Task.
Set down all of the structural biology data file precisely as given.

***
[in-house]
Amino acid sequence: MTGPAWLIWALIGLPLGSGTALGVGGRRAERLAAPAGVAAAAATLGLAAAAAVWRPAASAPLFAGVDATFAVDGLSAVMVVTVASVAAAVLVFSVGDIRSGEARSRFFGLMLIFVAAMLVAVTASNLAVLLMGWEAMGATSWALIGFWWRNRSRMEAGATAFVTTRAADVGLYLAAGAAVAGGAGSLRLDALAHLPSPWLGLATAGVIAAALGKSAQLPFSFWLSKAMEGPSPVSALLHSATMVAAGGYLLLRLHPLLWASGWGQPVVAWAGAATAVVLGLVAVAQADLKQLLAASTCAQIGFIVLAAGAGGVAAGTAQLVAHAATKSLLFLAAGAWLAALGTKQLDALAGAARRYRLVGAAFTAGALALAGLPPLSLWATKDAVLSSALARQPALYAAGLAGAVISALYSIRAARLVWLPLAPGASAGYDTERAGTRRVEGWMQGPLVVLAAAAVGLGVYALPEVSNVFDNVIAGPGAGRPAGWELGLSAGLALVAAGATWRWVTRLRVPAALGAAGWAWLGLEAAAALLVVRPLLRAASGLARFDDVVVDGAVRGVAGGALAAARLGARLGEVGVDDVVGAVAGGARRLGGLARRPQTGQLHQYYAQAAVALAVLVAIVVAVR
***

[in-house]
Amino acid sequence: MTGPAWLIWALIGLPLGSGTALGVGGRRAERLAAPAGVAAAAATLGLAAAAAVWRPAASAPLFAGVDATFAVDGLSAVMVVTVASVAAAVLVFSVGDIRSGEARSRFFGLMLIFVAAMLVAVTASNLAVLLMGWEAMGATSWALIGFWWRNRSRMEAGATAFVTTRAADVGLYLAAGAAVAGGAGSLRLDALAHLPSPWLGLATAGVIAAALGKSAQLPFSFWLSKAMEGPSPVSALLHSATMVAAGGYLLLRLHPLLWASGWGQPVVAWAGAATAVVLGLVAVAQADLKQLLAASTCAQIGFIVLAAGAGGVAAGTAQLVAHAATKSLLFLAAGAWLAALGTKQLDALAGAARRYRLVGAAFTAGALALAGLPPLSLWATKDAVLSSALARQPALYAAGLAGAVISALYSIRAARLVWLPLAPGASAGYDTERAGTRRVEGWMQGPLVVLAAAAVGLGVYALPEVSNVFDNVIAGPGAGRPAGWELGLSAGLALVAAGATWRWVTRLRVPAALGAAGWAWLGLEAAAALLVVRPLLRAASGLARFDDVVVDGAVRGVAGGALAAARLGARLGEVGVDDVVGAVAGGARRLGGLARRPQTGQLHQYYAQAAVALAVLVAIVVAVR